Strategies for success in a matrixed organization

Dear Joan:

I would like to ask what strategies you suggest for people in matrixed organizations; whose success is dependent upon influence rather than authority. Any advice for me?

 

Answer:

Some of you are probably wondering about the meaning of the word “matrixed.” Basically, it refers to a matrix organizational structure; which involves being accountable to people, both in your chain of command (your boss), as well as to people outside of your chain of command (such as a manager in another department).

 

Matrix structures have become popular because these days, few people can operate in isolation from other departments. For example, engineering must design products in concert with manufacturing and sales, or the end product may end up being impractical, or unwanted by the customer.

 

Because it would be confusing to have multiple bosses, all with the same authority, solid line and dotted line reporting relationships are usually set up. So your primary, solid line would be to your boss, while the dotted line would refer to your accountability to the person outside your department.  So, an engineer may have a solid line reporting relationship with his engineering manager, as well as a dotted line to someone in manufacturing or sales.

 

Some organizations go a step further, and create a strategic business unit, where there might be several engineers, sales and manufacturing individuals all organized around a specific customer. In this structure, the solid line is often to the business head, with the dotted line relationships leading back to their specialty departments, such as engineering. This structure is intended to provide more seamless (and less “siloed”) products and service to the customer.

 

Your performance review rating is usually determined by a combination of your direct

manager’s assessment, along with a smaller portion determined by the dotted-line person.

 

Now, on to your question. Influence is a crucial part of being successful in a matrix,

since many people on whom you have to depend for success, are not under your authority. You can get into trouble if:

 

  • You have to compete for resources with other matrix partners.
  • Your goals are not aligned with other people you must depend upon for help.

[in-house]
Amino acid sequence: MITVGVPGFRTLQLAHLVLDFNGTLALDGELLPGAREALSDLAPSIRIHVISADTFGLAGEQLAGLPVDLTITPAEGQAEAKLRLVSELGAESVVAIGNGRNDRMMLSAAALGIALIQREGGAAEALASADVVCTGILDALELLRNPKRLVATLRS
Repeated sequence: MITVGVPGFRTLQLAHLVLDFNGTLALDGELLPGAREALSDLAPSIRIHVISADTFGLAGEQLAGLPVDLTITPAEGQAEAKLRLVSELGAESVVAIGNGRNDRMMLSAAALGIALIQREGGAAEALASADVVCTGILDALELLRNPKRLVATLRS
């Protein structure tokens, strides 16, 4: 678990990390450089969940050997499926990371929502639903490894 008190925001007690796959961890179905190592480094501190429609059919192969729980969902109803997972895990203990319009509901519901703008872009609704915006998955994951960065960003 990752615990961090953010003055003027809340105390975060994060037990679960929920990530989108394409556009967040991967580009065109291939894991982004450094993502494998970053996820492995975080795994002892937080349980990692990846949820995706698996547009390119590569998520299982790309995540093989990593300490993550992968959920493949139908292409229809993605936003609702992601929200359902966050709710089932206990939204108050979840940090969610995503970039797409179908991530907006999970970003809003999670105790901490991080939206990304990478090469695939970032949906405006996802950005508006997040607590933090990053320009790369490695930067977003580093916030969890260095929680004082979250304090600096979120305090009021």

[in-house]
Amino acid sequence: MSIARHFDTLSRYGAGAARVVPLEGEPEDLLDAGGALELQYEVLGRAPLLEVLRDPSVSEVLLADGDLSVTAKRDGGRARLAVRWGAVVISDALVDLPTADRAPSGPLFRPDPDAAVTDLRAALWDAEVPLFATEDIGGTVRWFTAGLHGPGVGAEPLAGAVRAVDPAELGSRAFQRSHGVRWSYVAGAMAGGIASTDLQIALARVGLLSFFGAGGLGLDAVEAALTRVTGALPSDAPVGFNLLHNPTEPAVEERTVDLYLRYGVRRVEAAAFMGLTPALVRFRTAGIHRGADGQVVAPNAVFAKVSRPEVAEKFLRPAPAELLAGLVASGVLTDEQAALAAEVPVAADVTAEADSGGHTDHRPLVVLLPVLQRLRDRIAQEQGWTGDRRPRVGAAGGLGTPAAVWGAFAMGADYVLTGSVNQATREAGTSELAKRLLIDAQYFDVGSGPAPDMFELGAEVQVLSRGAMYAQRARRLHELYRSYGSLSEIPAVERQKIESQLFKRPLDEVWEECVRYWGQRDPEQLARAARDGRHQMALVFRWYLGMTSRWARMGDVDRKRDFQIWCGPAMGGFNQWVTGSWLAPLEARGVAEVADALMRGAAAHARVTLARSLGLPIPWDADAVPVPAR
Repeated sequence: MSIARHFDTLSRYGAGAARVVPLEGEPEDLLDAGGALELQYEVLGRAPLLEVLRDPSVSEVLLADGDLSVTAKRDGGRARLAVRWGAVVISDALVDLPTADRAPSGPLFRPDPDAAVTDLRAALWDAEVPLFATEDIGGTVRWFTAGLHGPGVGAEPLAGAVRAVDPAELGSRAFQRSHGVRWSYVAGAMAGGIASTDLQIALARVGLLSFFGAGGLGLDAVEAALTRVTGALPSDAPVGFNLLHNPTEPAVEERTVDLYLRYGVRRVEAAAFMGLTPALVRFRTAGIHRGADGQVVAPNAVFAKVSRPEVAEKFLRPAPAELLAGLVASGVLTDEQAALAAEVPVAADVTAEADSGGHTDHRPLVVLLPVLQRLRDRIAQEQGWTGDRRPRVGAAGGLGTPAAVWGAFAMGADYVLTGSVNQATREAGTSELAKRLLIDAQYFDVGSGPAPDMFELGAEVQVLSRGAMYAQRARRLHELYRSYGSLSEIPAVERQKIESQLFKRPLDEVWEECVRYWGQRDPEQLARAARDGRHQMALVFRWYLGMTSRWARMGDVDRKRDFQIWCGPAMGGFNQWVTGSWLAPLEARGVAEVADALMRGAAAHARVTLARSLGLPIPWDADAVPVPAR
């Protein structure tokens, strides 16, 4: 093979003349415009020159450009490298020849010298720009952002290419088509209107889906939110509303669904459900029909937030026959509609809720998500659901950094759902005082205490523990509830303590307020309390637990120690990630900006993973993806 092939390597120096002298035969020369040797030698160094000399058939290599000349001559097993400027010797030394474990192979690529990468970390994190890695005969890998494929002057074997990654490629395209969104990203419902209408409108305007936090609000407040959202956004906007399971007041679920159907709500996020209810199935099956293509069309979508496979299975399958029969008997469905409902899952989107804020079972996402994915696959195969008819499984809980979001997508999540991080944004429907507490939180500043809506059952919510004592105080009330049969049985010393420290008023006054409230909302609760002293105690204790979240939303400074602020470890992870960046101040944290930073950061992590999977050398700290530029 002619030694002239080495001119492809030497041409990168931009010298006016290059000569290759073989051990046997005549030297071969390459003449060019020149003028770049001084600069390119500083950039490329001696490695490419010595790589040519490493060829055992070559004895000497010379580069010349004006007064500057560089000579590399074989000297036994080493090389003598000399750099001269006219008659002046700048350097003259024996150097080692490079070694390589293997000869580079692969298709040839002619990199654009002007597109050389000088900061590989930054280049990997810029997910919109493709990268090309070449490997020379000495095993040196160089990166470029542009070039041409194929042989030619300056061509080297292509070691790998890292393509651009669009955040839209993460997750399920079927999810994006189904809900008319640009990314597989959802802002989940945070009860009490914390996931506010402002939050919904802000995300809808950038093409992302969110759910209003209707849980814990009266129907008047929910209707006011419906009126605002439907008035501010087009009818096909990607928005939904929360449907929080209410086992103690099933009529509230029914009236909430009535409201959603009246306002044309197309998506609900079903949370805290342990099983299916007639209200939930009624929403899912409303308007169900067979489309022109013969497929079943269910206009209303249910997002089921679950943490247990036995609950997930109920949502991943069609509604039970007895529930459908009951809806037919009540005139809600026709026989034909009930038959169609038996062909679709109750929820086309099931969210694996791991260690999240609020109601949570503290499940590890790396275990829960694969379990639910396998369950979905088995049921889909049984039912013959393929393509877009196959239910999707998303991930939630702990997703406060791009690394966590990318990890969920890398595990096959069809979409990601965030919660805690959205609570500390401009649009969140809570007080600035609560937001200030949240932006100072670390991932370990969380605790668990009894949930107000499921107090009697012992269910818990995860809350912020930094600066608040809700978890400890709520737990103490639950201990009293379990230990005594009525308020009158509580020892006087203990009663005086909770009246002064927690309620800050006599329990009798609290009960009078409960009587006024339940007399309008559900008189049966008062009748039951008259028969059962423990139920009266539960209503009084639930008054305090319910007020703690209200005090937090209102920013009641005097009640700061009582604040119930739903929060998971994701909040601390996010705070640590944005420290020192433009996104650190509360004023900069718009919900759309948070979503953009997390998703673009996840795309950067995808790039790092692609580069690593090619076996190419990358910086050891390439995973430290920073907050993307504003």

• Day-to-day priorities shift, making it difficult to finish a project in your own area, let alone be seen as reliable and responsive by others in the matrix.
  • You are not reaching out to partner and collaborate with others.

 

Since influence is built, in part, upon delivering what you promise-- being responsive and producing quality work-- demands are much greater than in a traditional, chain-of-command department, where you are primarily concerned with pleasing your boss and department team members.

 

Some strategies to help you succeed in a matrix organization:

 

  • Establish “contracts” with your matrix partners. Rather than assume you know what they want, meet with key people at least twice a year to discuss mutual expectations. Find out what “excellent” performance looks like to them. In turn, be clear about what you need from them to help you succeed.
  • Several times a year, particularly after big projects, seek out feedback from your matrix partners, to find out how you are doing. Don’t immediately justify why you did something; instead listen non-defensively, and ask for advice and alternatives. If the other person is receptive, offer feedback as constructive advice that will improve how you both work together.
  • At goal-setting time, meet with all the people in your matrix reporting relationship, to make sure you each have a stake in one another’s goals.
  • Have regular meetings to assess results and make changes in your approaches.
  • Never criticize your matrix partners to other people. Rather, go directly to someone if you are having a conflict, to work it out directly. It’s easy to point fingers at each other because everyone has their fingers in the pie, but you won’t win politically or professionally if you don’t accept responsibility when they don’t.
  • Share credit publicly and often. For instance, if you are asked to speak to senior management on a successful project, look for ways to include your partners to share the glory. You’ll still get plenty of recognition and you’ll build a reputation as a team player, too.


Joan Lloyd is a Milwaukee based executive coach and organizational & leadership development strategist. She is known for her ability to help leaders and their teams achieve measurable, lasting improvements. Joan Lloyd & Associates, specializes in leadership development, organizational change and teambuilding, providing: executive coaching, CEO coaching & leader team coaching, 360-degree feedback processes, retreat facilitation and presentation skill coaching and small group labs. Contact Joan Lloyd & Associates at (414) 573-1616, mailto:info@joanlloyd.com, or www.JoanLloyd.com 
 
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